Pawel Althamer

b.1967 Warsaw, Poland

Lives and works in Warsaw, Poland

Paweł Althamer works in many mediums, mostly in natural and found objects, creating sculpture, performance, installation, and film. Althamer is known best for his explorations of the human body, more specifically, his own. From his self-portrait Paweł Althamer (1993), a nude sculpture of the artist, to Balloon (2007), in which a balloon  likeness of the artist floated above Milan, the artist himself has been the subject of many of his works. Althamer’s performance pieces and happenings, often documented through film, are collaborative works that allow the artist to operate through other people. For example, for an exhibition in Chicago, Althamer paid an old high school friend to paint the walls of a gallery a different color every day. In another work he hired homeless people to stand on the streets promoting a newspaper. All of Althamer’s works attempt to find new ways of experiencing reality.

Diverting from his main theme of self-portraiture, in Schedule of the Crucifix (2005) , Althamer explores one of the most widely portrayed subjects in art history, the crucifixion of Jesus. Considered a collaborative performance piece in which the artist operates through others, several different adult males are hired to play the part of “Jesus,” basing their actions on Althamer’s wishes. Beginning at a certain time each day, “Jesus” undresses behind a room divider, ties a cloth around his hips, places a crown of thorns upon his head, climbs a ladder, and takes his place upon a cross, remaining there for as long as he can maintain the pose. Taken from the Catholic tradition of reenacting the Stations of the Cross during the season of Lent, viewers are able to watch the progression of “Jesus” as he begins to physically tire and tremble from physical and emotional strain, providing viewers with a personal experience unattainable in painting or sculpture.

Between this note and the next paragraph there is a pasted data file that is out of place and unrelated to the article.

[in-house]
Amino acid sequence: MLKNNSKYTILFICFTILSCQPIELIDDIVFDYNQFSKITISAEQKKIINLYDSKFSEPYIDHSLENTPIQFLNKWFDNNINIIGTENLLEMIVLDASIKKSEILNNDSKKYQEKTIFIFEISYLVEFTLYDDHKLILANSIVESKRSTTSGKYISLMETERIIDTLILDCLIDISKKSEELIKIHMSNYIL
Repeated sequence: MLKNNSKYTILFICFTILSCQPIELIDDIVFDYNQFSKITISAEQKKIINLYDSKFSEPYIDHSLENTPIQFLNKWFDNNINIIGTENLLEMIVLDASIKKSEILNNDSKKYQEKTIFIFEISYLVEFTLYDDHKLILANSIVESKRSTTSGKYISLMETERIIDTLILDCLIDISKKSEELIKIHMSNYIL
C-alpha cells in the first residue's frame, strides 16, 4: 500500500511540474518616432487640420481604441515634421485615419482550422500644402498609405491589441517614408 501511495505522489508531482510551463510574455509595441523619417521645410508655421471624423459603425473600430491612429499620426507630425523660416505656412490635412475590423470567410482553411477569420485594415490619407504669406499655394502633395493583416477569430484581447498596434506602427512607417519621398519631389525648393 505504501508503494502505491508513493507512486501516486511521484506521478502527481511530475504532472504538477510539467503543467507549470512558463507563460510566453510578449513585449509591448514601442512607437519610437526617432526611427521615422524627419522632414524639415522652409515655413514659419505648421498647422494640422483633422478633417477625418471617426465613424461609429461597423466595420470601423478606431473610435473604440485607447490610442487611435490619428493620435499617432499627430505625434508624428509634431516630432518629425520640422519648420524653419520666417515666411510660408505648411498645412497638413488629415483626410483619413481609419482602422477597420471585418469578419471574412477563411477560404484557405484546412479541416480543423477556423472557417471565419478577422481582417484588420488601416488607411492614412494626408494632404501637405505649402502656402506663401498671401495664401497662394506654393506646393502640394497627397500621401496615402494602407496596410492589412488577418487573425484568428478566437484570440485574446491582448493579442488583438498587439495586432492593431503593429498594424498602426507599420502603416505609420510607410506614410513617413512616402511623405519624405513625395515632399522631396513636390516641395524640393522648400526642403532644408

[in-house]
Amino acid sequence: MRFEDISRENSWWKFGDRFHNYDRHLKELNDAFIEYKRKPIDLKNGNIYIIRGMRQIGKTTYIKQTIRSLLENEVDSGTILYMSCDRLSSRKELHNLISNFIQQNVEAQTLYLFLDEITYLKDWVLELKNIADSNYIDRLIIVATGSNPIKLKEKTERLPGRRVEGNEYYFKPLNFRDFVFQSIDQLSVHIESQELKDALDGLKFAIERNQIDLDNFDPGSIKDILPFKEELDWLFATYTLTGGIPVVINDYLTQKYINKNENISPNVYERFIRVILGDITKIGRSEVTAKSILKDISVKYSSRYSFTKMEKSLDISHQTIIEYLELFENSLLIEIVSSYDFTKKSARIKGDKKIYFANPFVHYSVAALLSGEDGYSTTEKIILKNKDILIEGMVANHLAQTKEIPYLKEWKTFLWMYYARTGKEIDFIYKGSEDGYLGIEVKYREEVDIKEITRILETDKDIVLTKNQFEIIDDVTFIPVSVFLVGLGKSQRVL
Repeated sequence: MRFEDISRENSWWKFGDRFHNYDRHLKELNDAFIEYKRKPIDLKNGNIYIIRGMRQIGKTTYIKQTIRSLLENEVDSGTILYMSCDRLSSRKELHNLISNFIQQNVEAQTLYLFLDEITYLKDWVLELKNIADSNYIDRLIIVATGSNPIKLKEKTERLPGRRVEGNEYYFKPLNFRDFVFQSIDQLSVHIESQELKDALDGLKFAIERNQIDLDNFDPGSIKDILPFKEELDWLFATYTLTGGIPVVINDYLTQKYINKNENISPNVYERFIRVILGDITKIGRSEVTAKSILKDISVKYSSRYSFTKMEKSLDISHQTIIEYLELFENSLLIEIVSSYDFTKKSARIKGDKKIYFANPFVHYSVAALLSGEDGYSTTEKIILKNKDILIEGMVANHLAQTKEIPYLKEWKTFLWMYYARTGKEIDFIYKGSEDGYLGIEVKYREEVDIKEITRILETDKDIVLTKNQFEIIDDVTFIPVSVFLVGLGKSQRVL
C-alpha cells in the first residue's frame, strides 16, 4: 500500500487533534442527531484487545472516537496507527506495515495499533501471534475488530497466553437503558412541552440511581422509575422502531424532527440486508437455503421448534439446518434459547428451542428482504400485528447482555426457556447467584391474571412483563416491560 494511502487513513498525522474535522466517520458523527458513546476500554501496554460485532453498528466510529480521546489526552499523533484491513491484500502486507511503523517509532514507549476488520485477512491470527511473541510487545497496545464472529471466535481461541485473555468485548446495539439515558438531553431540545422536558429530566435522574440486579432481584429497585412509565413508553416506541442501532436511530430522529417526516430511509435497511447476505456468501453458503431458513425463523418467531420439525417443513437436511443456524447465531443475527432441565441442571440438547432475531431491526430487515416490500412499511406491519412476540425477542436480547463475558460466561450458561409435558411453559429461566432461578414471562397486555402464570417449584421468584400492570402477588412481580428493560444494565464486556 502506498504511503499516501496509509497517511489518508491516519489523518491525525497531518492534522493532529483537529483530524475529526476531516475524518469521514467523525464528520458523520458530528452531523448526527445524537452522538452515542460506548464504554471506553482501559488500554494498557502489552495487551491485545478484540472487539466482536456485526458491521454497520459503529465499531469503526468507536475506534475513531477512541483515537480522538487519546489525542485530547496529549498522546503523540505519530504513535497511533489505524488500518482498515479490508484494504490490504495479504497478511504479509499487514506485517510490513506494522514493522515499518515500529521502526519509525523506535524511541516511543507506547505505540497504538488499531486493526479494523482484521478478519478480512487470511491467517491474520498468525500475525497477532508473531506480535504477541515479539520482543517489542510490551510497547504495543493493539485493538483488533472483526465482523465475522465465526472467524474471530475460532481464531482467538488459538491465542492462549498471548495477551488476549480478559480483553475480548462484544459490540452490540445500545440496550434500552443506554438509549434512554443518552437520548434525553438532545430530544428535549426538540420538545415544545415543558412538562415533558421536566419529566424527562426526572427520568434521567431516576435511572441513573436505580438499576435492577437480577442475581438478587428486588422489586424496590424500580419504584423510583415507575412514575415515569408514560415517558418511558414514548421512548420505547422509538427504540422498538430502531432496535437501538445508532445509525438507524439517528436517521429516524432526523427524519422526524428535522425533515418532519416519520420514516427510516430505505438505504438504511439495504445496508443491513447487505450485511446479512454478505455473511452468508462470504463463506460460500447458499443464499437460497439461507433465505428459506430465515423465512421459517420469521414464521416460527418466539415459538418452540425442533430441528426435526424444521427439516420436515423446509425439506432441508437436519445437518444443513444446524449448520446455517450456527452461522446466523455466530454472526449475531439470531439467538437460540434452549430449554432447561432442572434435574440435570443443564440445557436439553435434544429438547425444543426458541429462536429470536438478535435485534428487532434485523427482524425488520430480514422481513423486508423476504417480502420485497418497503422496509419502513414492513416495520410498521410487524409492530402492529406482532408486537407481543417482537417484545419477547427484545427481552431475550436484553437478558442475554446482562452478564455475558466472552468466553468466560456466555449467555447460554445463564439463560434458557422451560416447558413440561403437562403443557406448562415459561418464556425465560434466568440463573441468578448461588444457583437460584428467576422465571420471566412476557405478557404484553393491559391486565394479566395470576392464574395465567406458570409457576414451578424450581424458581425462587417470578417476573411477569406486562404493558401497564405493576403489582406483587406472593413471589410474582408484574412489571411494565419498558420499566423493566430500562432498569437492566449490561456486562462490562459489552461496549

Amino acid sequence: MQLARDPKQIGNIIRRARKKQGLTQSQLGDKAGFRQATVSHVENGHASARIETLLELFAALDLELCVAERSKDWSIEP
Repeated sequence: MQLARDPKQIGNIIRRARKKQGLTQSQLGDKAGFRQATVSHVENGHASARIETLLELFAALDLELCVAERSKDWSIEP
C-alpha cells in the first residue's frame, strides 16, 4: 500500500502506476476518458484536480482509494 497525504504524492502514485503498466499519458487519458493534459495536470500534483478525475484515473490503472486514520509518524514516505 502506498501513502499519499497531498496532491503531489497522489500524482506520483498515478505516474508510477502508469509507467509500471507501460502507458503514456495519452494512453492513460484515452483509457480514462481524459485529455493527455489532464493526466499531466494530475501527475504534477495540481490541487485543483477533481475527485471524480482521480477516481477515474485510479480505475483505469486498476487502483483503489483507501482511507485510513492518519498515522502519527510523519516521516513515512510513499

Sometimes in art, and life, an object is what it is, and that is the beauty of it. Taking found objects like ski boots, old clothes, and his own teacher’s identification card, Althamer has created a sculpture of a medieval warrior/gilded astronaut—an adventurer. Like many of his other sculptures, Nomo (2009) is a self-portrait. Given the experimental aspect of many of his projects and artworks—filming people he met at a homeless shelter dancing naked in a circle, coordinating families in his apartment complex to turn on or off their lights in order to make the year 2000 appear on the exterior—Althamer explores the unknown. These sculptures also allow him to recast himself as characters he cannot be. This image of an astronaut has occurred in other works by Althamer including Astronaut Suit (1991) and Astronaut 2 (1997), a performance piece he created for Documenta X.

Written by Shauna Skaltzky, Education Intern